Michelle is editor-in-chief of The Deli - Kansas City. She also has a weekly column with The Kansas City Star and reviews music for Ink. She plays with Deco AutoDrew Black and Dirty Electric, and Dolls on Fire. She once fought the mighty Cerberus, and won.

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Jason Beers


The Brannock Device 




Show review: The Ants/The Brannock Device/Steady States, 7.21.12

(pictured above: The Brannock Device)

There’s no rhyme or reason for what took place. 

No explanation that the normal human mind can calculate.

But it takes those elite few who bring sounds and experiences into our being. Doing the very things our brains only attempt to wrap themselves around.

There are those moments that you find yourself entranced by what you’re hearing. Saturday night at Davey’s Uptown was one of those nights.

The strangely odd but fitting combination of Steady States, The Brannock Device and The Ants was an evening of music for musicians. Three bands with decidedly different styles but conjoined by a passion for the placement of each beat or the merging of each intricate melody.

(pictured above: Steady States)

Steady States began the evening early with a heavy kick to the teeth. There’s no question that this 4-piece group—former members of Mother Culture, Ste. Simone and Last Call (New York)—has a definitive hardcore sound with a quirky sensibility. 

Compared to the bands that followed them, Steady States is relatively new to the scene, only playing in town for the past year. Nonetheless, this resulted in a 35-minute massacre of brute force, knowledge and style. Frontman Joel Shields gives off the mild-mannered vibe of Clark Kent, and explodes out of nowhere with an Ian McKaye sort of intent. At the surface, they have a raw noise post-punk sound. But as the name suggests, each screeching guitar note or yell continually creates another element as it expands and comes into itself. Steady States are unapologetically hardcore punk, with a minute but intelligent invasion of math rock.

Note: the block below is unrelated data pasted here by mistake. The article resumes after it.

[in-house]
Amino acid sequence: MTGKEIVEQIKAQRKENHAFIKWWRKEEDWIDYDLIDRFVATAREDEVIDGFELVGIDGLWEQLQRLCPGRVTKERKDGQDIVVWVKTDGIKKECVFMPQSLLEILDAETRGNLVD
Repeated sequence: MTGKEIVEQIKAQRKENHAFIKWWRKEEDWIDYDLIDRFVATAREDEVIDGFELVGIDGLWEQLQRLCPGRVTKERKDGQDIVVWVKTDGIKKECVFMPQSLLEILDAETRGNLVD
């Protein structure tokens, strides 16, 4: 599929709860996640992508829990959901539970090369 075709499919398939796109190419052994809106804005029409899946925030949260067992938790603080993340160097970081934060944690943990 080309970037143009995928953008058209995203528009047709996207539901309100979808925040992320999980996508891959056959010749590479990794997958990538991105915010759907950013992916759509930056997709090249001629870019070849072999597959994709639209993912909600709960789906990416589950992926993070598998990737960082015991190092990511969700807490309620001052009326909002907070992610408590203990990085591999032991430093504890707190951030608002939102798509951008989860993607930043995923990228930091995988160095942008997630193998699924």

Next up, The Brannock Device, a veteran Kansas City group. Watching Brannock can be like going to the symphony. You listen to the congruent convergence of several pieces and attempt to analyze each one in the tiniest of details, whether it be in the machine-like flow of Bernie Dugan’s drumsticks cracking snare hits; Jason Beers’ harmonic bass chords; Marco Pascolini’s ungodly guitar arpeggios; or Elaine McMilian’s theatrical vocal delivery.

The band’s clear connection to one another is evident in each progression. While Brannock’s experimental approach may not be pleasing to every musical palate, there’s an absolute sense of the song composition and execution. It’s a music lesson on how to bring a glowing warmth to each low tone and a melodic depth to each dissonant note. A performance by Brannock brings forth an inner study on how to play music and how to derive satisfaction from creating the exact part you want to create. One that fits together while simultaneously existing on its own plane.

(pictured above: Chad Bryan and Sean McEniry of The Ants)

Rounding out the evening was The Ants from Lawrence, a band fully adept and bent on making music on its own terms. Much like the bands that preceded them, The Ants played their own peculiar brand of music and had a hell of a time doing so. The group has been around almost as long as The Brannock Device and has been crafting its own signature sound ever since.

Frontman and guitarist Chad Bryan knows how to captivate an audience simply by writing bizarre licks and entertaining lyrics. But he goes further by singing with a purely honest vocal style, injecting The Ants’ overall personality. The music is progressive Americana, and never apologizes for being such. Like all of the other bands of the evening, The Ants played exactly what they wanted to, with vigor and expertise. Each song had a sway-inducing quality, often steered by a jangly guitar and just a touch of country swagger. 

At the last song of the set, The Ants invited Marco Pascolini to the stage for a long jam session. From ripping punk notes to disjointed but oddly connected guitar riffs, Pascolini and Bryan performed a battle of wits and wizardry set off by an eccentric expression laid out on keyboard, bass and drums.

This final scene showed us exactly what we had seen that evening: a group of musicians coming together to showcase what they loved, and entertaining and educating its fans at the same time.

--Michelle Bacon

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May album releases

(above: The Doo-Dads)

 ...and if you have more releases we need to know about, email us here.

The Brannock Device: Into the Witness Chamber, 5.15.12

Antennas Up: The Awkward Phase, 5.15.12

The Doo-Dads: Yeah! Yeah! Yeah!, 5.11.12

The Rumblejetts: Motor Honey, 5.9.12

Jason Vivone and the Billy Bats: Lather Rinse Repeat, 5.4.12

Dr. Wizard: Dr. Wizard, 5.4.12

 Genessee: Genessee, 5.4.12